New York

New York

“The Museum as Muse: Artists Reflect”

MoMA - The Museum of Modern Art
11 West 53rd Street
March 11–June 1, 1999

Curated by Kynaston McShine

The birth of the museum in the late eighteenth century dramatically restructured the relation among artists, the public, and the exhibition of work; in this ambitious show, Kynaston McShine, senior curator in the Department of Painting and Sculpture at the Museum of Modern Art, attempts an overview of the ramifications as reflected in the various, often ambivalent responses of twentieth-century artists to the institutions that house their efforts. “The Museum as Muse” is also something of a swan song for McShine, who is nearing retirement. A major curatorial force since the mid-’60s, his credits include several epochal exhibitions: “Primary Structures,” the groundbreaking 1966 survey of Minimalism; “Information,” the first comprehensive American exhibition of Conceptual art; and the 1987 Andy Warhol retrospective at MoMA. With “The Museum as Muse,” McShine once again stakes out decisive territory. Implicit in his conceit is the claim that the conversation between art and its institutions cuts a wide swath through the art of this century, gathering force in the work of recent decades.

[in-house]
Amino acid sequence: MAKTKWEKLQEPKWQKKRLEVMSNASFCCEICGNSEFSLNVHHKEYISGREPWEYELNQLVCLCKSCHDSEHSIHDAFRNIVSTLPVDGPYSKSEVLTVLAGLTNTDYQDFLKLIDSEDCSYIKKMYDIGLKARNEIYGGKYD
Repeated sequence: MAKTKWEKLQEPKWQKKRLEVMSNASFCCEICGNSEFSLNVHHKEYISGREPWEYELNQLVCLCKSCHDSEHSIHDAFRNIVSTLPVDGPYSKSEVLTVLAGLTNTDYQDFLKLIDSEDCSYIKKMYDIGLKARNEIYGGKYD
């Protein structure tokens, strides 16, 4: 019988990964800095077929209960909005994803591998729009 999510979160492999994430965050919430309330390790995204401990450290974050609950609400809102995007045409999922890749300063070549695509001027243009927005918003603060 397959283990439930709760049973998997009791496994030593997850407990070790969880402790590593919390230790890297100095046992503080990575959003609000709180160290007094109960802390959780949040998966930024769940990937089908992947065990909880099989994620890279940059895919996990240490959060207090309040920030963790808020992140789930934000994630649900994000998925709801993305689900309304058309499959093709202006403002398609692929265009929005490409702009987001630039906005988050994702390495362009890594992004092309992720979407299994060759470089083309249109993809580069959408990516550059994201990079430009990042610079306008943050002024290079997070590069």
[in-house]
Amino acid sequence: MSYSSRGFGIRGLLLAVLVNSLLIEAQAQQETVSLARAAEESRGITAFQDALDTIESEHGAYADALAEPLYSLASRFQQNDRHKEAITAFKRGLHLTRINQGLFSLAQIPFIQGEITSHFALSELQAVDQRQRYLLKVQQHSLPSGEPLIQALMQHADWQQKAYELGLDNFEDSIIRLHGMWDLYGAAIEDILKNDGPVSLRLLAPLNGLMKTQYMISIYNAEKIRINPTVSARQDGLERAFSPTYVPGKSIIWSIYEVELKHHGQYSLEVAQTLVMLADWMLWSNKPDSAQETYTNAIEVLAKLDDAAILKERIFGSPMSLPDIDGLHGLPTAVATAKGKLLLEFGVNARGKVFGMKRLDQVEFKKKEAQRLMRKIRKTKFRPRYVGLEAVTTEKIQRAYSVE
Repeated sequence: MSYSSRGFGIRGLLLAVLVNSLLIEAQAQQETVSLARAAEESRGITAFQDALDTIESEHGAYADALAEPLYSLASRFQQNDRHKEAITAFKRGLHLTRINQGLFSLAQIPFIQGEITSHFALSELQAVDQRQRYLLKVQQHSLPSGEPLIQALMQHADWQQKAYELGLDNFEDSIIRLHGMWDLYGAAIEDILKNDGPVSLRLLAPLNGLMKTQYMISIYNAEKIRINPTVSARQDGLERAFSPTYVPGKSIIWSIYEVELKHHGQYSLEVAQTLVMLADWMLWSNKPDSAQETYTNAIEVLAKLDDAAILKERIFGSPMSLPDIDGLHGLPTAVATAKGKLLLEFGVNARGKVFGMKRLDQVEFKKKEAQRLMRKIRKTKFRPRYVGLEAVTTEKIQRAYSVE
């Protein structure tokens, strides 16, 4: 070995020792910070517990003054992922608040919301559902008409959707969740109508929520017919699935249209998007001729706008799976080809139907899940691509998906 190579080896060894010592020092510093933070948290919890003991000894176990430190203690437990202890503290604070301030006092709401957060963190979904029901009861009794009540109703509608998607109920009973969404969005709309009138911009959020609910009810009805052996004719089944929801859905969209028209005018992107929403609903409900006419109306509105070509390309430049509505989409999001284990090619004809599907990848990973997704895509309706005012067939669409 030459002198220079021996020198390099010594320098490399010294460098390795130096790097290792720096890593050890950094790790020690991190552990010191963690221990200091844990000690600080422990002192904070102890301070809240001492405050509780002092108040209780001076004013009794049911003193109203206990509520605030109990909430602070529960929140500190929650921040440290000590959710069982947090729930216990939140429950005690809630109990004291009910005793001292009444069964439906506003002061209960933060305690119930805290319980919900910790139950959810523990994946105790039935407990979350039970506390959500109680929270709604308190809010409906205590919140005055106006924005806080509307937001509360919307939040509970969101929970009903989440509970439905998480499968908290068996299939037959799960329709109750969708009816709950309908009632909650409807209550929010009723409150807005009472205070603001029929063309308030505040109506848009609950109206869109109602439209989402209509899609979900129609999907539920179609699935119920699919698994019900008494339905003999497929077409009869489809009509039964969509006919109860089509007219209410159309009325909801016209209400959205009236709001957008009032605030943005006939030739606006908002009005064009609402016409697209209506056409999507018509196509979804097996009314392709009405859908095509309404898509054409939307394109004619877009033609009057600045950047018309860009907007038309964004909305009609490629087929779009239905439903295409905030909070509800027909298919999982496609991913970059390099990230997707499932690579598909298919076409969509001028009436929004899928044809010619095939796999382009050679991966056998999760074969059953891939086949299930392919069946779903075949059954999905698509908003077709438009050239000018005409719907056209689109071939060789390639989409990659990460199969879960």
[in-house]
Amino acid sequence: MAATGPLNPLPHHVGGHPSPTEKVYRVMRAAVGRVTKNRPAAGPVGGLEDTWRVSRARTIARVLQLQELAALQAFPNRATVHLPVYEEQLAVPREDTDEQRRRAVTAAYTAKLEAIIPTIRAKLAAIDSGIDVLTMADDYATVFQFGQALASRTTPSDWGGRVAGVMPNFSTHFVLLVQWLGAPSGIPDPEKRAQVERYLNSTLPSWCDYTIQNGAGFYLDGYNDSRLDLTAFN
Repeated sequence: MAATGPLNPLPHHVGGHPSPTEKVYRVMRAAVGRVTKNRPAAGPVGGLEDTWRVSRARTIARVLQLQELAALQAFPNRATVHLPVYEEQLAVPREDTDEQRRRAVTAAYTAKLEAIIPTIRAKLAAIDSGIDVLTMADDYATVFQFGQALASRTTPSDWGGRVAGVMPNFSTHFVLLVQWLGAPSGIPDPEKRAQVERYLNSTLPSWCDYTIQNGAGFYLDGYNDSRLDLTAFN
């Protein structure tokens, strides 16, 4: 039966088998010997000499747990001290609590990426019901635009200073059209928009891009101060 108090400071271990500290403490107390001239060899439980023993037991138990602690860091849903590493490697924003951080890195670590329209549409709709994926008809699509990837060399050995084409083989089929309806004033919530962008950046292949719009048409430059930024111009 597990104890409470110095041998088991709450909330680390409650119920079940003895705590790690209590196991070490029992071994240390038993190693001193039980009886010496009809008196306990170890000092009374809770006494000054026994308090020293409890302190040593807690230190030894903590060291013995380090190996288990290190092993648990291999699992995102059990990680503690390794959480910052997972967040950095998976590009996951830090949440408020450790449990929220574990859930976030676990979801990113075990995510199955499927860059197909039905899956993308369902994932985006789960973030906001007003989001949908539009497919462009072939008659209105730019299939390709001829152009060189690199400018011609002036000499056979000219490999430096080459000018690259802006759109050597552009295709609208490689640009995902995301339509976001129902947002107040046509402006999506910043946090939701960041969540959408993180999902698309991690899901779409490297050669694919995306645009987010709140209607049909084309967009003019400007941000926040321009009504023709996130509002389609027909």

The exhibition is divided into five sections: “The Museum in Use,” “The Personal Museum,” “Natural History and Ethnography,” “The Museum Transformed,” and “Museum Politics.” “The Museum in Use” opens the show with a range of photographers—from Gary Winogrand and Larry Fink to Thomas Struth and Candida Höfer—documenting the various purposes museums serve for their publics. “The Personal Museum” addresses itself to those artists who have assembled their own, quasi-museological collections. McShine will include all seven editions of Marcel Duchamp’s Boîtes-en-valise, as well as the greater part of Joseph Cornell’s 1946 exhibition, “The Romantic Museum: Portraits of Women.” Departing from the art museum per se, “Natural History and Ethnography” turns its attention to other taxonomically inclined institutions, and includes works by Christopher Williams, Susan Hiller, and Lothar Baumgarten. Mark Dion is creating a special installation for the show, a contemporary “cabinet of curiosities” modeled on Aristotle’s theories of the natural world. In “The Museum Transformed,” one senses a nascent hostility or at least disrespect for the institution. The section includes the eighteenth-century painter Hubert Robert’s depictions of the Louvre as it appeared in his day and a proleptic vision of the edifice in ruin. Robert’s ruminations are updated by contemporaries Edward Ruscha (the Pasadena in flames) and Komar and Melamid (the Guggenheim demolished).

The most provocative section of the show may prove to be “Museum Politics,” as it takes up the thorny issues that come under the rubric of institutional critique. As the mandarin, if by now embattled, purveyor of official modernism, MoMA provides a nicely overdetermined backdrop for the interventions assembled in this section. Indeed, it could be argued that the very premise of the exhibition subsumes this typically antagonistic approach. McShine demurs: “This is a broad overview. There’s no underlying polemic.”